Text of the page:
Mr.Dalius Gedvilas, Vicepresident of the Lithuanian Confederation of Industrialists, delivered a presentation on "The Adaptation of the Lithuanian Industry Sectors to Digitization". The Lithuanian Confederation of Industrialists unites 3000 companies, 50 sectoral associations and 7 regional organizations. The industrial sectors represented by the LCI account for 64 percent of GDP, that is, 19 billion Eur. In total, more than 550 thousand people are employed in these industry sectors. During the last five years, the number of workers/employees in the industrial sector has increased by 6.5 percent. During the recent years, the share of self-employed persons has also increased. Thus, during the last five years, the number of the self-employed has increased by 25 percent. Most of them (about half of the total number) are employed in the service sector, to be followed by those employed in agriculture (second place), construction sector (third place) and industry sector (fourth place). 

The number of unemployed persons in Lithuania is decreasing. On the other hand, we see more and more foreign nationals taking Lithuanian jobs, mostly from Ukraine and Belarus.

In the attempt to cope with the current challenges, the Lithuanian Confederation of Industrialists has launched the initiave of creating a register of job resources. The speaker illustrated the point by demonstrating a specific register of construction workers‘ competencies. Such a register provides the stakeholders with a unique opportunity to quickly and easily share evidence through digital channels (at any time and at any place) that the individual has the approved competencies.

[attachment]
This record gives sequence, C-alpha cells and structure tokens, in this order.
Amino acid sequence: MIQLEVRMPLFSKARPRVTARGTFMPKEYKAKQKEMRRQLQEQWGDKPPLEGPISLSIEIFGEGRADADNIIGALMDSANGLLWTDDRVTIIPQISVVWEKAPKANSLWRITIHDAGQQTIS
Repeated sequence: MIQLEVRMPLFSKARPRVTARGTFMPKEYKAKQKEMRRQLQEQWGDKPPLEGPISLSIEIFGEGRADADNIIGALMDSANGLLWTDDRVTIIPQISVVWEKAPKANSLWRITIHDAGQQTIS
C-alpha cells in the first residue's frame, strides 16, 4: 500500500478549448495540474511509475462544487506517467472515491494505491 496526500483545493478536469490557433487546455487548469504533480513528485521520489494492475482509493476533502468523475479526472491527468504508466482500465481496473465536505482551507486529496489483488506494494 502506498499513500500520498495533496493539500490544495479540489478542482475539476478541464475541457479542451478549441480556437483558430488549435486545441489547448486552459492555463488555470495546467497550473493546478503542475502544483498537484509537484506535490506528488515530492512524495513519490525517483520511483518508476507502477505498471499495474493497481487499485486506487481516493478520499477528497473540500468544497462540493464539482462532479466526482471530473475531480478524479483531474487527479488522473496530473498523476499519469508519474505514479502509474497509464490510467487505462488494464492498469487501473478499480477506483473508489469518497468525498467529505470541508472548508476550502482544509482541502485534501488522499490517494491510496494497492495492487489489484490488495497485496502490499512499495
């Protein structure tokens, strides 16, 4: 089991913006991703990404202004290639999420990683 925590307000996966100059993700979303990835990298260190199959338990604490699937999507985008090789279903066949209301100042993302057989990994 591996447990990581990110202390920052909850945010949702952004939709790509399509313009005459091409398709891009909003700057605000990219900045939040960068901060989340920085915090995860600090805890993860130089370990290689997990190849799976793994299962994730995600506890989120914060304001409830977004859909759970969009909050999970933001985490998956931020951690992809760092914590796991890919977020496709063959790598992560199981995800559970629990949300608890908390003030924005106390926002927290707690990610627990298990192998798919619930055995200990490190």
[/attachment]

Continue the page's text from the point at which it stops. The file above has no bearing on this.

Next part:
The persons employed in the construction sector are issued the so-called builder‘s card, which includes the data confirming that the person in question is a builder, that he/she is legally employed, that the building site where the person is employed is complying with the requirements of the working time, that the employer of this building site only employs persons who have the authorization to work as builders. The card also contains data about the professional competencies of the person in question, the details of his/her business licence and the procedure for issuance the license as well as compliance to the procedure of issuing tools and work equipment. The register and the builder‘s card are believed to help ensure legal work at the building site.

Mr.Thiébaut Weber, Confederal Secretary of the ETUC spoke about changes in the world of work and challenges for workers’ representation. The first and the second industrial revolutions brought forth new key dimensions in industrial relations, including the labour standards, labour contracts, fixed working hours, the emergence of trade unions and many other things that had not existed before.

We as trade unions representatives should understand that the world of work keeps changing every day and we should find new methods how to protect the people who are participating in the new digital world of work. The new forms of employment embrace the self-employed, free lancers, crowd workers (on-line platform workers), etc. We should draw upon the experience gained by our colleagues in other countries who have already been familiar with such kind of employment for some time and have achieved certain success in protecting these types of employees.

The second part of the conference was dedicated to discussing the challenges related to decent work for all, including working conditions, salaries/wages, social protection, etc. The session was moderated by Ms.Jelena Soms, coordinator of the EZA project.

The key presentation was made by the UK representative Ms. Kathleen Walker Shaw, GMB European Officer, member of the European Eonomic and Social Committee.  The speaker presented the EESC opinion on the changing nature of employment relationships. The presentation was entitled "The New Forms of Employment in Europe. The impact on working conditions, wages and social protection".